Tech it or leave it: Ian Fordham

Last in a series of seven: Is teaching keeping up with edtech? With Ian Fordham, Director of Education, Microsoft UK

Broadly, is the education sector managing to stay on top of the current rapid advances of technology?

Things are moving very fast and classroom teachers and senior leaders need to understand what edtech products are effective, and access up-to-date, 

relevant training and support. We have a hugely active Microsoft Educator Community (MEC) where thousands of teachers every day access free bite-sized courses, get badges to show their skills and then progress to globally certified professional programmes.

And how can schools, colleges and universities best future-proof themselves against all the changes to come?

Social media channels such as Twitter, local teach meets and professional communities run by Jisc and ALT are all vital means to enable educators from all sectors to stay on top of new developments and ensure they are prepared for the future. We’ve seen some incredibly dynamic five- and 10-year digital strategies across the sector and we’d encourage leaders to navigate digital transformation using this long-term view. 

Developments in AI, mixed reality and quantum computing are all coming to education, and we are excited about the potential to change the learning experience for educators and young people. But there is also a major component here concerning cultural change – and how organisations work with people through that journey. 

We are also pushing the boundaries of learning, with scientists at CERN recently teaming up with UK students to recreate the Large Hadron Collider in Minecraft in a bid to encourage them to learn more about the famous experiment.

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Can you point to any UK (or overseas) institutions or sectors where advancing technology is being harnessed to great effect?

We’ve worked with a number of UK institutions pioneering innovation through technology. For example, Shireland Collegiate Academy continues to harness the potential of digital tools to tackle teacher workload and narrow the achievement gap. It has created a ‘flipped classroom’ model which reverses traditional approaches to classwork and homework. The school has achieved incredible results and is now providing training for local schools and even civil servants in the use of their technology!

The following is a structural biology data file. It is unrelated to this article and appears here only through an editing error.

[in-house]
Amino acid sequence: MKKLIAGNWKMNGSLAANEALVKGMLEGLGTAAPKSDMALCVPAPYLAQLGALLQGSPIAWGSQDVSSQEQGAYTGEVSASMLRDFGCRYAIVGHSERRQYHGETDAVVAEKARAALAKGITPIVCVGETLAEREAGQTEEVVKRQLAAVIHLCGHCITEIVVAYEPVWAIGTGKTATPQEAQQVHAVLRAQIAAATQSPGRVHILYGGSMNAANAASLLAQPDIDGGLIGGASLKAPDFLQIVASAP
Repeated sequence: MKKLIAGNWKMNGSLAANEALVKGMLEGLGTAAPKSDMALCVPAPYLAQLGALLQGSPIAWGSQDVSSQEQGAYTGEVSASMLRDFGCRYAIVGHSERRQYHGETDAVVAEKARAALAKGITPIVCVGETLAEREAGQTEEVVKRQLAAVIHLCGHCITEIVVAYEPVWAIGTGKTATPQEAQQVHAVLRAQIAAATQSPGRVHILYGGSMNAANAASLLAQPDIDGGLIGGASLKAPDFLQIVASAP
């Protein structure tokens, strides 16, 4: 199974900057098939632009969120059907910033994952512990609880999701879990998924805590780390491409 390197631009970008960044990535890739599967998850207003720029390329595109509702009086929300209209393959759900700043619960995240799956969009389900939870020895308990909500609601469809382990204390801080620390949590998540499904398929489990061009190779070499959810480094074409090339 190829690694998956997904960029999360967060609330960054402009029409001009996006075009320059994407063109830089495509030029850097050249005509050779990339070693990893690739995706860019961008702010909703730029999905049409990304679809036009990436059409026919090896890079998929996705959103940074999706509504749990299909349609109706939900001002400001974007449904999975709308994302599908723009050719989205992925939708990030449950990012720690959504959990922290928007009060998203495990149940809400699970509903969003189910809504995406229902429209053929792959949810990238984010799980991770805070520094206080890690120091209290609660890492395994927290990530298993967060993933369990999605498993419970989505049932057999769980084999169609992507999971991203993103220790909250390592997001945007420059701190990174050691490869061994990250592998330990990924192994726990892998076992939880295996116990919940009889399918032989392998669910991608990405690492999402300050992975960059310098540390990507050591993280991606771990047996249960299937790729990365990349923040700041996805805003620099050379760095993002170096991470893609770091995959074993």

Elsewhere, Staffordshire University is adopting a fully cloud-based approach to learning, taking all of their core infrastructure and data into Azure – using a range of our cloud services to drive transformation. 

Are developments such as gamification, bring your own device (BYOD) and virtual learning environments (VLE) being harnessed effectively?

Gamification is already built into our core technologies – ranging from our teacher professional development, where educators share their progress through badges and certifications, to Minecraft: Education Edition, which allows students to create, explore and learn including how to code using the gaming engine of Minecraft. 

We are also pushing the boundaries of learning, with scientists at CERN recently teaming up with UK students to recreate the Large Hadron Collider in Minecraft in a bid to encourage them to learn more about the famous experiment. With over two million users, across 115 countries, the platform appeals to today’s digitally native students, allowing teachers to provide students with collaborative, democratic content which leads to engaging learning experiences. 

Ffi: Microsoft in Education

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